The nation’s first offshore wind farm off the coast of Block Island will start producing electricity any day now. It’s a pilot project that will change the way the people on this small island power their homes and businesses. They’ve relied on importing diesel fuel up to this point.
Today we bring you a story about another group that has a stake in this project: fishermen. A small crew of fishermen has been working with scientists to gather data and learn how fishing will or won’t change around the wind turbines.
Every month for the past four and a half years, Captain Rodman Sykes has sailed out toward the Block Island Sound with his crew and a small group of scientists.
They tow a fish net and scrape the seafloor twice in three different locations: within the area of the Block Island Wind Farm and in areas close to it for reference.
“Mostly skates, there’s a sea bass and a few small scup, sea robins, dog fish,” Sykes says aloud as he stands over the fish to inspect them each time his crew brings up the net and releases the catch. “Not much else, but a good sample. So we’ll go on to the next station.”
While Sykes redirects his vessel to the next sampling area, scientists get right to work: sorting fish by species, taking their weight, and measuring their length.
Together these scientists and fishermen make up the research team hired by Deepwater Wind to collect data to understand the wind farm’s impacts to fish and shellfish. Sykes says at first that didn’t sit well with a small group of fishermen.
“I had guys question me about ‘why are you working for the wind farm?’” recalls Sykes. “I told them, ‘I am not working for the wind farm, I am working for the fishing community.’”
Deepwater Wind hired fishermen to be a part of this research survey to get their buy in. It worked. Sykes thinks this partnership between scientists and local fishermen is important.
“We don’t want some out-of-state boat – we don’t a government or state boat doing it,” said Sykes. “We need one of our boats to do it to have the trust of the fishermen.”
As a longtime commercial fisherman for nearly 50 years, Sykes knows these waters well. Fishermen respect him, so he’s kind of like the fishing community’s eyes and ears on this project.
INSPIRE Environmental, the firm overseeing the research trawl survey, tapped into the expertise of local fishermen to design the study: to learn where they drag their nets, how fish move in the area and what kind of concerns they have.
“But we also designed a very robust scientific study,” said Drew Carey, a principal scientist at the firm, “so that both the regulators and the academic scientists would be satisfied that the results from the first offshore wind farm in the nation could be useful and applied to other projects that are on the drawing board right now.”
Carey said they collected data during the most disruptive construction periods. They're studying lobsters in a separate survey, for which they collect data six months during the prime lobster season. They set up lobster traps near the turbines and in productive areas several miles away.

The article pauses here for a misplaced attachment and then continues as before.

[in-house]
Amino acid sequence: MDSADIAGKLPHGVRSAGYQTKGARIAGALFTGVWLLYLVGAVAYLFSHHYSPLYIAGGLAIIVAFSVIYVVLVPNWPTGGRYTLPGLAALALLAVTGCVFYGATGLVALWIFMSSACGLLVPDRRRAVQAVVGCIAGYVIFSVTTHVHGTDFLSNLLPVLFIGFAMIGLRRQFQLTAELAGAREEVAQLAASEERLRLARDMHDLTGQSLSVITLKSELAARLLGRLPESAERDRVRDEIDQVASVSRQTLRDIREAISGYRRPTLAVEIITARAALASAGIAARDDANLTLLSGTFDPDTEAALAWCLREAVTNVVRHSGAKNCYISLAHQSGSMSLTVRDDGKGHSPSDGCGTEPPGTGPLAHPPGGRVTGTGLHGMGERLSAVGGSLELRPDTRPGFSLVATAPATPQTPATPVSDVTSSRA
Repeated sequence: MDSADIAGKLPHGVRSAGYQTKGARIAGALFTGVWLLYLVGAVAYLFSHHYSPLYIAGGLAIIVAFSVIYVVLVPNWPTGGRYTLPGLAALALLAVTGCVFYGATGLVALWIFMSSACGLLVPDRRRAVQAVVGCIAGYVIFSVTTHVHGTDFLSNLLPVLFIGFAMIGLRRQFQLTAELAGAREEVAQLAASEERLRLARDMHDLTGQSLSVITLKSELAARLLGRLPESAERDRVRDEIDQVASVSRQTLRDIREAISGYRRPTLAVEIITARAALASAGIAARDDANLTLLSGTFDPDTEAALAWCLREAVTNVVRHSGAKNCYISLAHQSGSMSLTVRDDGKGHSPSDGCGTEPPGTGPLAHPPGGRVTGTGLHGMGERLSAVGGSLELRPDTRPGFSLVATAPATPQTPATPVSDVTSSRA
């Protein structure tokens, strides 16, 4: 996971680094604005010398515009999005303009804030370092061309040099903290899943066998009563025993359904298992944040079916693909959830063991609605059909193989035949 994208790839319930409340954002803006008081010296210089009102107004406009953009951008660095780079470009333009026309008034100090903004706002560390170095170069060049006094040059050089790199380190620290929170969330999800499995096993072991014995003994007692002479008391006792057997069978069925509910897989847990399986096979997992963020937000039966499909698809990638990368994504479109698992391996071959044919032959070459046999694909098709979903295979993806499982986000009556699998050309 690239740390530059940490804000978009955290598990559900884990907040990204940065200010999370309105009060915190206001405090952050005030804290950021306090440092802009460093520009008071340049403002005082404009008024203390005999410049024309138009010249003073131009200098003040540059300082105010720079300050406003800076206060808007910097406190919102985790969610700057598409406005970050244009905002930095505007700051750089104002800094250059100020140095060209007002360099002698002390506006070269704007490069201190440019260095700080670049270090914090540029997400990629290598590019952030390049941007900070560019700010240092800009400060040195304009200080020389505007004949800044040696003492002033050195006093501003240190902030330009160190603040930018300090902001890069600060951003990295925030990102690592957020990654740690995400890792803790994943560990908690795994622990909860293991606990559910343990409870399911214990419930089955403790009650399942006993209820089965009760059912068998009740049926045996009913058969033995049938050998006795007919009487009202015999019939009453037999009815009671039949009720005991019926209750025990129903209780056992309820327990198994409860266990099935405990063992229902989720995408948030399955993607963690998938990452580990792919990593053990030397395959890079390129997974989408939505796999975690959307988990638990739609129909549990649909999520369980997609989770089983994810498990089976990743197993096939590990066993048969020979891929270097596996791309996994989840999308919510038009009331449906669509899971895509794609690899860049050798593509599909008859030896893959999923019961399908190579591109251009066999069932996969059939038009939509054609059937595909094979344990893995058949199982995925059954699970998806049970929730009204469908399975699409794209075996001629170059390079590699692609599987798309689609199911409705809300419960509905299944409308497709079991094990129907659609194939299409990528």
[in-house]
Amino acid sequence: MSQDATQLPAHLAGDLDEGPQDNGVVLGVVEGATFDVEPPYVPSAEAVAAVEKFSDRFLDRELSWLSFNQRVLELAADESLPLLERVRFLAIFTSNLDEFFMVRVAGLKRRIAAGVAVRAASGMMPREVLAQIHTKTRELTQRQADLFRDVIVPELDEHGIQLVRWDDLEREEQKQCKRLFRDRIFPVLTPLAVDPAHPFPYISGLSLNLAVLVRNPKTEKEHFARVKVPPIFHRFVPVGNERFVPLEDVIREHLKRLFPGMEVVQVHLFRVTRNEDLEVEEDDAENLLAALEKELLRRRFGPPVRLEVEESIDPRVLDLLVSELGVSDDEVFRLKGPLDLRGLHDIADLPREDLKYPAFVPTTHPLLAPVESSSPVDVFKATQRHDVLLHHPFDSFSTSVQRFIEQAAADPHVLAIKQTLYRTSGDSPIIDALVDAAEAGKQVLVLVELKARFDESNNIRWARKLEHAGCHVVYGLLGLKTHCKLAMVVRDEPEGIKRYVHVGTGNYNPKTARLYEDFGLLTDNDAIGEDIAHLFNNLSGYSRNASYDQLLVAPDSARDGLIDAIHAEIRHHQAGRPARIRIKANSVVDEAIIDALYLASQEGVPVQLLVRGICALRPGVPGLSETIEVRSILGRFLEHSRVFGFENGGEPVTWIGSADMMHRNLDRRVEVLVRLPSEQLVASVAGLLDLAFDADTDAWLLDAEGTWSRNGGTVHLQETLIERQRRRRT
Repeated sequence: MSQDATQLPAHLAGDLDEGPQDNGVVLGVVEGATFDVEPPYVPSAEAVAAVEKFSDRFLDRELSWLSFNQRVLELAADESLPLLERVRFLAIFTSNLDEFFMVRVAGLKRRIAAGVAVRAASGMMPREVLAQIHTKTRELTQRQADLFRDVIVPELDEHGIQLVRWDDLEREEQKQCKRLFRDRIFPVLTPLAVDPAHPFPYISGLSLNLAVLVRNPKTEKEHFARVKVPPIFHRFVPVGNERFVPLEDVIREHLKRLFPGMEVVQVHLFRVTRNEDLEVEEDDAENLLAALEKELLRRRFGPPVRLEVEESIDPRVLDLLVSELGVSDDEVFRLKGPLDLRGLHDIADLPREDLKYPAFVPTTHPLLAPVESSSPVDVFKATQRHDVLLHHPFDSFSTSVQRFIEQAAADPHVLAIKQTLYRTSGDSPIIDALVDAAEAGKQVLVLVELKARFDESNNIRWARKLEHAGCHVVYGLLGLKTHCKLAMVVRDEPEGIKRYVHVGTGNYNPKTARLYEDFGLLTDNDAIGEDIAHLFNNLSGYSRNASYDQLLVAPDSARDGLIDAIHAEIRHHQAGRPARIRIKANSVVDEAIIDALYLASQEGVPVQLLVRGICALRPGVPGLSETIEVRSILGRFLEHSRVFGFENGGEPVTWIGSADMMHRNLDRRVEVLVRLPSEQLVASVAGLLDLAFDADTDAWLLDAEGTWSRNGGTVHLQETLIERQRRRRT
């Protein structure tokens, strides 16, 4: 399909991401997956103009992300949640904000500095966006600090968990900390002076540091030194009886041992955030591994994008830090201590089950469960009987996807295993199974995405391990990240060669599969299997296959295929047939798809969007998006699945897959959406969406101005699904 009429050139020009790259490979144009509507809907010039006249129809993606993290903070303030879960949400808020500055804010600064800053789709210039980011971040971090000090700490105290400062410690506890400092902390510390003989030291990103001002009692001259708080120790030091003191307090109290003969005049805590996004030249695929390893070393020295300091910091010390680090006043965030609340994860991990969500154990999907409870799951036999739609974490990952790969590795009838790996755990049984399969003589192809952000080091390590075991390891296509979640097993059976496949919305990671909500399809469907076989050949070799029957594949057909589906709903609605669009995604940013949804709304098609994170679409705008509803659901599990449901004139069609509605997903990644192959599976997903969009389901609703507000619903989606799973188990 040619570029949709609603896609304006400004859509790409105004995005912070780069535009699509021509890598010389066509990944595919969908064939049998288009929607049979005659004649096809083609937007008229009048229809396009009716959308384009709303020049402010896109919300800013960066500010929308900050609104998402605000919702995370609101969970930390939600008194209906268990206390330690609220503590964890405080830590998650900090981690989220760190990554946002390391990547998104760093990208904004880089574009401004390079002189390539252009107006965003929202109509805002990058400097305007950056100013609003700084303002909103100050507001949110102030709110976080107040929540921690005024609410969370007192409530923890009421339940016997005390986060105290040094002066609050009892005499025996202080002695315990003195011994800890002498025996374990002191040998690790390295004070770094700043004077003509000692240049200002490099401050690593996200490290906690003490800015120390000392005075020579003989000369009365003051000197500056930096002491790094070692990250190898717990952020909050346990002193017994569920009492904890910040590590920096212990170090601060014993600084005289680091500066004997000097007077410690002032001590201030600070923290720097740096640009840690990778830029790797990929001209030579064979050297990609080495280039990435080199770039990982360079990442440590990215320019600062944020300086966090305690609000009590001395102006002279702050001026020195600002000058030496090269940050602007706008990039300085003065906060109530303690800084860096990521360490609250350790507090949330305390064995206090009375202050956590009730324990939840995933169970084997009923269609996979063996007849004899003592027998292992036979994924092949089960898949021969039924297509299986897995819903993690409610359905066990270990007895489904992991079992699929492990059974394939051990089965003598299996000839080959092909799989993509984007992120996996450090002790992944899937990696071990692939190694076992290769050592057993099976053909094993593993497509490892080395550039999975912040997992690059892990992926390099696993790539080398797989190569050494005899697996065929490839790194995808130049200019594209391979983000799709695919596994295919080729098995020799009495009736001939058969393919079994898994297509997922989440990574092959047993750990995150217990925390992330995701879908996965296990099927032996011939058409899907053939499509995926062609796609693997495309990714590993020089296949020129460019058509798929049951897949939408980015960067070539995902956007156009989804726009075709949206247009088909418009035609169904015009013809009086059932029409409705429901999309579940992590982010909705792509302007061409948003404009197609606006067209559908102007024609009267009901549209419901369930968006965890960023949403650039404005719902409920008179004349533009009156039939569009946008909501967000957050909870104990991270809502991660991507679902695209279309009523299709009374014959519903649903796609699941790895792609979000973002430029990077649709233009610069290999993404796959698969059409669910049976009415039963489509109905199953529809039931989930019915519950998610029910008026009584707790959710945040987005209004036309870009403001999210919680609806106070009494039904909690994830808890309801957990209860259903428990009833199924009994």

“The lobster catch has been quite good in the area," said Carey, "and we haven’t seen anything yet that would suggest that the construction activity has had any dramatic effect on numbers or the kind of catch.”
Carey said it's too early to see trends. But the turbine foundations have already become artificial reefs.
On another boat that gave a tour of the offshore wind farm this summer, Grover Fugate, executive director of the Rhode Island Coastal Resources Management Council, told visitors the foundations the turbines sit on have about an inch and a half layer of mussels that are attracting more fish.
“We were out here several time with the work crews and you put the fish finders on and you could see these column of fish up and down underneath the towers,” said Fugate. “The other interesting thing is – in speaking to other fishermen – is that the fish species that you see under each tower seem to differ. So it seems like each tower has its own little community that’s a little different than the others.”
But some fishermen are still skeptical. Back on the boat where fish data are being gathered, Anthony Ponte is one of them. He, too, has not seen any negative impacts so far.
“But you don’t know what’s gonna happen once electricity starts flowing through the wires,” said Ponte.
Sykes adds fishermen feel like there are still a lot of unknowns about how a new energy industry will affect theirs.
“This of course is only the beginning,” said Sykes. “If this works out, they are just going to be more and more and more. How much of the ocean are they going to take away from us? We’ve basically have the ocean to ourselves for forever. And now the ocean is starting to be divided up and that’s a hard thing to accept. But they gotta realize that someday someone is going to say, ‘Wait a minute, I want some of that.’ [laughs]”
This research project that Sykes is a part of will continue to gather data for two years while the wind farm is in operation. That ought to give Rhode Island and other states a better understanding of what fishing impacts to expect from an emerging offshore wind industry.
Note: This post has been updated.